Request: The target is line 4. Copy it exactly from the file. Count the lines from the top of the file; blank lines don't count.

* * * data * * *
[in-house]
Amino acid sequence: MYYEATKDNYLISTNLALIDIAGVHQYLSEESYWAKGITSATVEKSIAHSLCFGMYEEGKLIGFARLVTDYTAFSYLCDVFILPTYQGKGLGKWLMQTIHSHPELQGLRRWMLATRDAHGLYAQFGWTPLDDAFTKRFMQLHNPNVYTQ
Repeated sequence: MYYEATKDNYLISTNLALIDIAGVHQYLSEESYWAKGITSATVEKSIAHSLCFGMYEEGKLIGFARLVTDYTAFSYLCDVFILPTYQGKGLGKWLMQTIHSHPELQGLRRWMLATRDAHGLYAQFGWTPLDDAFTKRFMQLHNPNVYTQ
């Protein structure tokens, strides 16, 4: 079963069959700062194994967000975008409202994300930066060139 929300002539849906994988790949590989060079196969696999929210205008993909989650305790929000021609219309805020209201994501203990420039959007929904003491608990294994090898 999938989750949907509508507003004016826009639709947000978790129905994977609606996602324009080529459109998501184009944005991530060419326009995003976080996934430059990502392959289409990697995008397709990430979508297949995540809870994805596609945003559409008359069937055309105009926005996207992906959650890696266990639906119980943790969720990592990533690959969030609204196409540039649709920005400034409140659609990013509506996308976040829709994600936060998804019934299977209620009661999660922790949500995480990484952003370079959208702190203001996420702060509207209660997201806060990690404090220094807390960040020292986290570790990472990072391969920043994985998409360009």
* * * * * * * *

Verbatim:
């Protein structure tokens, strides 16, 4: 079963069959700062194994967000975008409202994300930066060139 929300002539849906994988790949590989060079196969696999929210205008993909989650305790929000021609219309805020209201994501203990420039959007929904003491608990294994090898 999938989750949907509508507003004016826009639709947000978790129905994977609606996602324009080529459109998501184009944005991530060419326009995003976080996934430059990502392959289409990697995008397709990430979508297949995540809870994805596609945003559409008359069937055309105009926005996207992906959650890696266990639906119980943790969720990592990533690959969030609204196409540039649709920005400034409140659609990013509506996308976040829709994600936060998804019934299977209620009661999660922790949500995480990484952003370079959208702190203001996420702060509207209660997201806060990690404090220094807390960040020292986290570790990472990072391969920043994985998409360009």